Tuesday 14 April sees the first ever visit by George Elliot's West Coast Jazz, paying tribute to the Californian jazz, centred (or should that be centered) mainly in Los Angeles, and played by the cream of the Hollywood studio musicians. Shorty Rogers and Marty Paich were the principal arrangers, and headed up medium-sized bands not unlike this visiting outfit, playing the smooth and melodic style characterised as 'cool' at the time - and since. However, Rogers in particular produced quite hot and swinging jazz, and there were inventive and agile soloists in both outfits.George Elliot has assembled the cream of North-West players, including previous visitors Frank Flynn (keyboard) and Dave Minchull (drums) plus several others who most definitely should have played here previously. I have a feeling that this will be a blast.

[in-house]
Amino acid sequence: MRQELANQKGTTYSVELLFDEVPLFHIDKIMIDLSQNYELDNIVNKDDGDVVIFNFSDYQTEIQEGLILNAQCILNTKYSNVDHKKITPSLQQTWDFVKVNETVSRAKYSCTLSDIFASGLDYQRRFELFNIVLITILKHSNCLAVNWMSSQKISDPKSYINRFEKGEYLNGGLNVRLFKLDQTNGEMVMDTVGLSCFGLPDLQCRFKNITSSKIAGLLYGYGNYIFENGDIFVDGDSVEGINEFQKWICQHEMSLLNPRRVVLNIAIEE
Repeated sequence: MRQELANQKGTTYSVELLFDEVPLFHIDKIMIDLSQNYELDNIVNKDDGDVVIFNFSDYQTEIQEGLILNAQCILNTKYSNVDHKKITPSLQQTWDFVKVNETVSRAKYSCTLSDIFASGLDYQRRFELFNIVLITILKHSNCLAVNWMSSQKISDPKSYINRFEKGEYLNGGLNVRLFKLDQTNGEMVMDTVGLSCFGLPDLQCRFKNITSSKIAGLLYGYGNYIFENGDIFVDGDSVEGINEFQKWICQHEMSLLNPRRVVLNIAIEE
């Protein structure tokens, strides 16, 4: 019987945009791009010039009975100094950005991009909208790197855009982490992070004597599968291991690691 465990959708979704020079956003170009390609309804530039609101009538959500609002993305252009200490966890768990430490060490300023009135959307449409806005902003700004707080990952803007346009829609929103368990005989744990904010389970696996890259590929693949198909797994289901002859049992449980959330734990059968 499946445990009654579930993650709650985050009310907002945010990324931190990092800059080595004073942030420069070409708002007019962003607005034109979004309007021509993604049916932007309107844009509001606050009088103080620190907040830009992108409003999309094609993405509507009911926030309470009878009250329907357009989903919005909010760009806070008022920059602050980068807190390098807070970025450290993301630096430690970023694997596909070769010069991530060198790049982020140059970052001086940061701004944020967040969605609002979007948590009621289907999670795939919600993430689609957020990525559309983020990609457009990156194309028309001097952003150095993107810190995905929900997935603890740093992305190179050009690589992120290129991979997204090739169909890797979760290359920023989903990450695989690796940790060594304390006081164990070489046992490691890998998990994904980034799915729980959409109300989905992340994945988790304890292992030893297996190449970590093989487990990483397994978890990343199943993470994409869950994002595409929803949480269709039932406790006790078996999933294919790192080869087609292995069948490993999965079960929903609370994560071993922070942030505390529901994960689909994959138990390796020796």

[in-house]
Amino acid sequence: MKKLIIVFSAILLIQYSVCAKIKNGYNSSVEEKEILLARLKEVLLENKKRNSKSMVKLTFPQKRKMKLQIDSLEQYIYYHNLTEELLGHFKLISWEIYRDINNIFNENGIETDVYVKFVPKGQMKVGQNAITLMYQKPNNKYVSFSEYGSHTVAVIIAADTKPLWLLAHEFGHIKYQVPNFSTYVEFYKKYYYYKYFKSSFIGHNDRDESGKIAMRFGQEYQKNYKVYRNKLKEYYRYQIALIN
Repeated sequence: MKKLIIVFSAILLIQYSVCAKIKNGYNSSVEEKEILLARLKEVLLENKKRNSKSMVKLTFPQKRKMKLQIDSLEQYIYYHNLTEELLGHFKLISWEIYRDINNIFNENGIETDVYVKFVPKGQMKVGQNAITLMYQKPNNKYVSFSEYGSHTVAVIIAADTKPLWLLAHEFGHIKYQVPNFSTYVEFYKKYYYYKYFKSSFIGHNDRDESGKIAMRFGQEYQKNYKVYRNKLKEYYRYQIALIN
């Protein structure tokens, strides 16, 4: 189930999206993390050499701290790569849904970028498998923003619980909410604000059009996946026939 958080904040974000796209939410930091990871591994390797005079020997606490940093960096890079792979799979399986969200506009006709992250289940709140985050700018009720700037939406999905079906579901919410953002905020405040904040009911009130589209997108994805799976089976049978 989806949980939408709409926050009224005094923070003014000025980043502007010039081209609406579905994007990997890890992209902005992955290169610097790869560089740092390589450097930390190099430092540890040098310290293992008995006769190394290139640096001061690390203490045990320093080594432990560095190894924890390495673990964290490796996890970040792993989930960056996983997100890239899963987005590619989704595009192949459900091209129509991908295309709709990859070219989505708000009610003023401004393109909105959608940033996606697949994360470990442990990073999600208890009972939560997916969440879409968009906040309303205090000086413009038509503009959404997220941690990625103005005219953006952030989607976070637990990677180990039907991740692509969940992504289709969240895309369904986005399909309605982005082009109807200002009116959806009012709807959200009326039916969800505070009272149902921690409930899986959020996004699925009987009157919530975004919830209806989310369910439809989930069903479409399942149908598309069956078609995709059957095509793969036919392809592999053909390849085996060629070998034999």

As some of you may know, Jim Hadfield is shortly moving to North Yorkshire and therefore, has not sought re-election as our Secretary. During the last few years, he has proved a hard working and enthusiastic member of the Committee and I know that you will join us in thanking him for his outstanding contribution and wishing Jim and Eve all the best for the future.
Accordingly, we are now seeking a new Secretary. Please contact me should you be interested : 01539 720172. email@example.com.